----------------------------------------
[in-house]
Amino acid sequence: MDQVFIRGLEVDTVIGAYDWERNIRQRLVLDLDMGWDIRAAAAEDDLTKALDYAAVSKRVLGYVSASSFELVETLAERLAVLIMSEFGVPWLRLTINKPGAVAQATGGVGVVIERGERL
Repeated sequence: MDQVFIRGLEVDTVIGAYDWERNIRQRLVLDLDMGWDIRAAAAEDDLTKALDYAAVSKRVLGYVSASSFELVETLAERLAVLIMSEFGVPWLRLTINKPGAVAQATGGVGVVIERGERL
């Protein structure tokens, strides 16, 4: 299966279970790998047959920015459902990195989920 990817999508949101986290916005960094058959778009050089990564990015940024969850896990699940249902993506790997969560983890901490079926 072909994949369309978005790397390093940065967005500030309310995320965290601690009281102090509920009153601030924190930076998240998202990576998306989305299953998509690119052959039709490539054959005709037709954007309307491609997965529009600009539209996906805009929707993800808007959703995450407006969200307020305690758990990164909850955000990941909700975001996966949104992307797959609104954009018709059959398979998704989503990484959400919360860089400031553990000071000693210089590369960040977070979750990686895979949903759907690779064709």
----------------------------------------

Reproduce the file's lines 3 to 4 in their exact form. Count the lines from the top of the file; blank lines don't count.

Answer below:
Repeated sequence: MDQVFIRGLEVDTVIGAYDWERNIRQRLVLDLDMGWDIRAAAAEDDLTKALDYAAVSKRVLGYVSASSFELVETLAERLAVLIMSEFGVPWLRLTINKPGAVAQATGGVGVVIERGERL
């Protein structure tokens, strides 16, 4: 299966279970790998047959920015459902990195989920 990817999508949101986290916005960094058959778009050089990564990015940024969850896990699940249902993506790997969560983890901490079926 072909994949369309978005790397390093940065967005500030309310995320965290601690009281102090509920009153601030924190930076998240998202990576998306989305299953998509690119052959039709490539054959005709037709954007309307491609997965529009600009539209996906805009929707993800808007959703995450407006969200307020305690758990990164909850955000990941909700975001996966949104992307797959609104954009018709059959398979998704989503990484959400919360860089400031553990000071000693210089590369960040977070979750990686895979949903759907690779064709």